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  • I went to the SpaceX CRS-10 launch at NASA's Kennedy Space Center!

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    NASA invited me to experience the SpaceX CRS-10 launch from the press complex at the Kennedy Space Center. I said yes! I want to watch a rocket go into space! So I booked a room on the Space Coast with an ocean view - found a bar with live music - and got ready to have a BLAST!

    6AM on the day before launch, I went to the Astronaut Training Center, got my credential and began a marathon day of tours around the 200-square-mile space center, ending up at launch complex 39A, which is leased by Elon Musk's SpaceX. 39A is where the rocket is. I can’t wait to see it.

    But first I went to the NASA News Center to learn about the instruments and science experiments that the dragon capsule is bringing to the International Space Station, including this experiment:
    Don't worry - I listened to the presentation. It's totally OK that we shot the super virus MRSA into space, I promise.

    Then it was time to visit the VAB - the Vehicle Assembly Building. The building is massive. Like, death star massive. In fact George Lucas visited it for inspiration when he created the Death Star. At the VAB, NASA is completing the new Space Launch System, or SLS, which will be the most powerful rocket in the world, strong enough to launch a spacecraft destined for Mars, which NASA intends to do as early as next year. I asked retired NASA quality engineer Greg Hale why he loves rockets so much …

    I couldn't wait to smell it myself, and I was getting closer to launch complex 39A by the hour.

    But first I was taken to visit launch complex 39B, which is where NASA plans to fire up the SLS. The launch pad was empty so I could see where the fire actually shoots out of the rocket. Then I got to meet Regina Spellman, Senior Project Manager at the Launch Complex 39B…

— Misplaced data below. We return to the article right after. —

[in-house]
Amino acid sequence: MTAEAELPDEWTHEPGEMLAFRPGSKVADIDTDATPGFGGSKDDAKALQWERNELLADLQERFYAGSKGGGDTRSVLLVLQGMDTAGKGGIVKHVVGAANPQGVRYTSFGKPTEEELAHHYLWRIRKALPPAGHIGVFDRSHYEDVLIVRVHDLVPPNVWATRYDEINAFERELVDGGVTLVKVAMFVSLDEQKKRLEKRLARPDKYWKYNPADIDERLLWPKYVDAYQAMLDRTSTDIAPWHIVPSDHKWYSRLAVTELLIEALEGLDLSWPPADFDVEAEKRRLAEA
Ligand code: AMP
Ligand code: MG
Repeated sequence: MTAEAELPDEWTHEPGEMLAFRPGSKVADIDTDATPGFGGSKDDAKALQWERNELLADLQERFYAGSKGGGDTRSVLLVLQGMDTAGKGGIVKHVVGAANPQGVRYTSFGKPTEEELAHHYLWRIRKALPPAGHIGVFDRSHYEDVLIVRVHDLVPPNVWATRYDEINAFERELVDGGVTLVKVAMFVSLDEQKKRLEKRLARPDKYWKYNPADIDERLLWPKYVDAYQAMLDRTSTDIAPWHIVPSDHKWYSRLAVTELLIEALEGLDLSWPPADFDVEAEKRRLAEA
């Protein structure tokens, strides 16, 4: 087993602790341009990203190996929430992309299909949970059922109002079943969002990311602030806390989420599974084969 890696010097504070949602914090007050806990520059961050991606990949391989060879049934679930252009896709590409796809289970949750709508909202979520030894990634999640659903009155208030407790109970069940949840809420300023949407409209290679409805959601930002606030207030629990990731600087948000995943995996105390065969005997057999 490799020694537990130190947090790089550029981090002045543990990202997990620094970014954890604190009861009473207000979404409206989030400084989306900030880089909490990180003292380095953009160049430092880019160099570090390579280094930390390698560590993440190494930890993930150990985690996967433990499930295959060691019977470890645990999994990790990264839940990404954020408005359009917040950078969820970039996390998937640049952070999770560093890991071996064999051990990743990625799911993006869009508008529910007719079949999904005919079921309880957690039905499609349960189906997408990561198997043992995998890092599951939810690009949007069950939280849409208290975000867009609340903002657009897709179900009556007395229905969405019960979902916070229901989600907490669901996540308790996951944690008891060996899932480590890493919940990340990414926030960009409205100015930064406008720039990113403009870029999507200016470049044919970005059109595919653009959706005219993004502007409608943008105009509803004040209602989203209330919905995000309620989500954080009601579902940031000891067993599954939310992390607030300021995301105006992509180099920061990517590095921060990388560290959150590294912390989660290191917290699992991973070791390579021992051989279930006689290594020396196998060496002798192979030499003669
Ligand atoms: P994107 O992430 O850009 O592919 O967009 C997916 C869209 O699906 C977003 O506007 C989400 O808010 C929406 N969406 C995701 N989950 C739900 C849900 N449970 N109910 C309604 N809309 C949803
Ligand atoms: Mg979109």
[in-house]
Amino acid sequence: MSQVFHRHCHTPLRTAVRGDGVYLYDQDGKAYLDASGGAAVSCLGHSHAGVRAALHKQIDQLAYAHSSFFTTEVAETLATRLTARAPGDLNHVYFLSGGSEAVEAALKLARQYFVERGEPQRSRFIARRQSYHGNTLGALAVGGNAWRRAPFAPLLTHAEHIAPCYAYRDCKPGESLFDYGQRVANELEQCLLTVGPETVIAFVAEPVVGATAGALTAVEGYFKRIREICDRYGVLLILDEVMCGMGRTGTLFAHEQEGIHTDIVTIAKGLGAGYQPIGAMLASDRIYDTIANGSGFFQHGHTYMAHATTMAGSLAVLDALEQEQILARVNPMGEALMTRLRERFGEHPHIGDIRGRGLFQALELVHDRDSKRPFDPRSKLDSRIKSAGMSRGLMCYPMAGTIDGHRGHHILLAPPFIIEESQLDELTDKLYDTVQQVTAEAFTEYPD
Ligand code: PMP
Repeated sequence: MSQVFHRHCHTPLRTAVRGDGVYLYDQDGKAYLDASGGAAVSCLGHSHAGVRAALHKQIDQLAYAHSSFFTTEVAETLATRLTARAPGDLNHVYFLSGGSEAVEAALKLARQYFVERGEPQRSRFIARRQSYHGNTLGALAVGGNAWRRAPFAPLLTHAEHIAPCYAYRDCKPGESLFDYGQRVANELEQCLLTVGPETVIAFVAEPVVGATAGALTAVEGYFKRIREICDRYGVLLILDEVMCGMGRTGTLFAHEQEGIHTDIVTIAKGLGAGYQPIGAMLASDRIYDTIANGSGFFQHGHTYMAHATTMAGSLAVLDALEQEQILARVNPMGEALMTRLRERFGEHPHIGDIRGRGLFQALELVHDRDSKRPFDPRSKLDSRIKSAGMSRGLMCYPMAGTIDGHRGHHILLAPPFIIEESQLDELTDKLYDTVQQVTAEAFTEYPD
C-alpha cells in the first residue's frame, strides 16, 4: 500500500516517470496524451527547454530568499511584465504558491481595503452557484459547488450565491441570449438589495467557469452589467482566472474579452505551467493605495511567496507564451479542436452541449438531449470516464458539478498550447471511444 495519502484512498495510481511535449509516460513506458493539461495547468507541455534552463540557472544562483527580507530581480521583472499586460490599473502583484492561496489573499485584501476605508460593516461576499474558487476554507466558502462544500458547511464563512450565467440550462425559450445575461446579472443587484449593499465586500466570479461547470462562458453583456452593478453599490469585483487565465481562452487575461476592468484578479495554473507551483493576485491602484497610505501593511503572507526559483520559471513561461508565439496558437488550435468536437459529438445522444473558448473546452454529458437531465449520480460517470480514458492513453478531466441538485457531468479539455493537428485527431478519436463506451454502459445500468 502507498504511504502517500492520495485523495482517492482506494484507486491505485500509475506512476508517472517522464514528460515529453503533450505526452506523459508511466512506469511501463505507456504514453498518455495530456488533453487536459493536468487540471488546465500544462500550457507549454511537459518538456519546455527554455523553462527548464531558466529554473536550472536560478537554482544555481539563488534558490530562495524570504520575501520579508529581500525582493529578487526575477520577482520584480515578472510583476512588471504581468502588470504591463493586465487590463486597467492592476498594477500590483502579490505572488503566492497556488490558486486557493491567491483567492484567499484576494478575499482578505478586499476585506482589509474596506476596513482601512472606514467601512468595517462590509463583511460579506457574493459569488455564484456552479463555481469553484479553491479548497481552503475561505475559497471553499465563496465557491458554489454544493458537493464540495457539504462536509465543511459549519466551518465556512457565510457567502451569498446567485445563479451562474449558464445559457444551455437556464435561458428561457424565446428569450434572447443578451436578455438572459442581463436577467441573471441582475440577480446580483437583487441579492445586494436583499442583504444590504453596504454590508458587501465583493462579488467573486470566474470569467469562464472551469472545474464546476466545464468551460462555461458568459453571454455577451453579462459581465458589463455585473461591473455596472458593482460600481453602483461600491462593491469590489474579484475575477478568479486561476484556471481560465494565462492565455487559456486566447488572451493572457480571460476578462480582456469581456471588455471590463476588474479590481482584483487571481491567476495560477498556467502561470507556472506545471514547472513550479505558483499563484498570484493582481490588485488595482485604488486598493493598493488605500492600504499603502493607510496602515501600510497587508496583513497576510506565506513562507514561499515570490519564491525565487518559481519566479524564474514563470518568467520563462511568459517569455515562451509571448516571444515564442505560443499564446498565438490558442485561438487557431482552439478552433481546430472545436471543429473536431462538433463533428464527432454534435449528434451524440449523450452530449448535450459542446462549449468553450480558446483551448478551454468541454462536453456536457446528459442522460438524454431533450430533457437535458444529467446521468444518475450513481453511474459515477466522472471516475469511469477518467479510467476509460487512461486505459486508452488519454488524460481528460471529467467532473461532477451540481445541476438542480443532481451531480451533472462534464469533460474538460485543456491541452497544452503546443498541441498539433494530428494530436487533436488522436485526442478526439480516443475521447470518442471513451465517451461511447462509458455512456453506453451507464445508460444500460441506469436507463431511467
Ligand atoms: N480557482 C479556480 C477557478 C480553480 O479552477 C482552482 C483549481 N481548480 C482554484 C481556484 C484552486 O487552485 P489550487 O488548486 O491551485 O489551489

Seriously you can't even believe how excited everyone is at NASA, it's nuts! But I was excited too, because now it was finally time to visit launch complex 39A!

    I was taken past the spacex hangar that I've been ogling in pictures and got to watch the president of SpaceX, Gwynne Shotwell, and director of Kennedy Space Center Robert Cabana give a press conference and the whole time I was just looking at that rocket, because there it was, right in front of me, and it was going to space. Tomorrow at 10AM. I was very excited.

    The day had already been very long, but it was still not over, because I was invited to come back at 1AM to look at the rocket at night, all lit up, and vertical, and so of course I said yes to that, too…so I killed a few hours off-site…


    and then went back to the space center to see the rocket, all lit up. And vertical, ready to blast into space. I was deliriously tired and wired on adrenaline and maybe a little bit of tequila. But mostly just excited. So I went back to the hotel, caught about 2 zzzs and before I knew it

    it was launch day. i returned to the press site, the closest place to the launch that humans are allowed to go, about 3 miles away. Everyone was so excited. It was finally here. The countdown was on…

    The launch was scrubbed with 13 seconds left on the clock. I wasn't so excited anymore. No one was. Everyone was so tired and bummed. The launch was pushed to the next day…

    So I went to see how the plants and vegetables are grown on the ISS. NASA’s working hard to learn how to do things like grow crops on Mars. And they gave me seeds from space. That cheered me up. And then I had a bonus night on the space coast, so you know…

    The next morning it was raining. Launch was supposed to happen in about an hour, and I was trapped on the press bus, thinking there's no way I'm gonna get to see that rocket go up. But then the skies magically cleared, SpaceX reported they were still a go for launch - with the caveat that the chance was still 50/50. That's what they say around NASA, because they all know that a launch can always get scrubbed down to the last second. But here I was again, at another countdown…




    And it wasn't even over. Because that rocket, was coming back down, to land, on the land, a few miles away from me…it was too cloudy to see…but a rocket landing is not about the view…it's about the sonic boom you hear and feel in your bones…

    So that was my first rocket launch. I can't wait for the next one. You should catch one, too. They're a real blast.

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  • The Most Killer Playlist Ever Play all

    Official playlist for the book, "I, Human," by Lori Harfenist

    ---- Notes about the songs, which characters play them, and why are in video descriptions.
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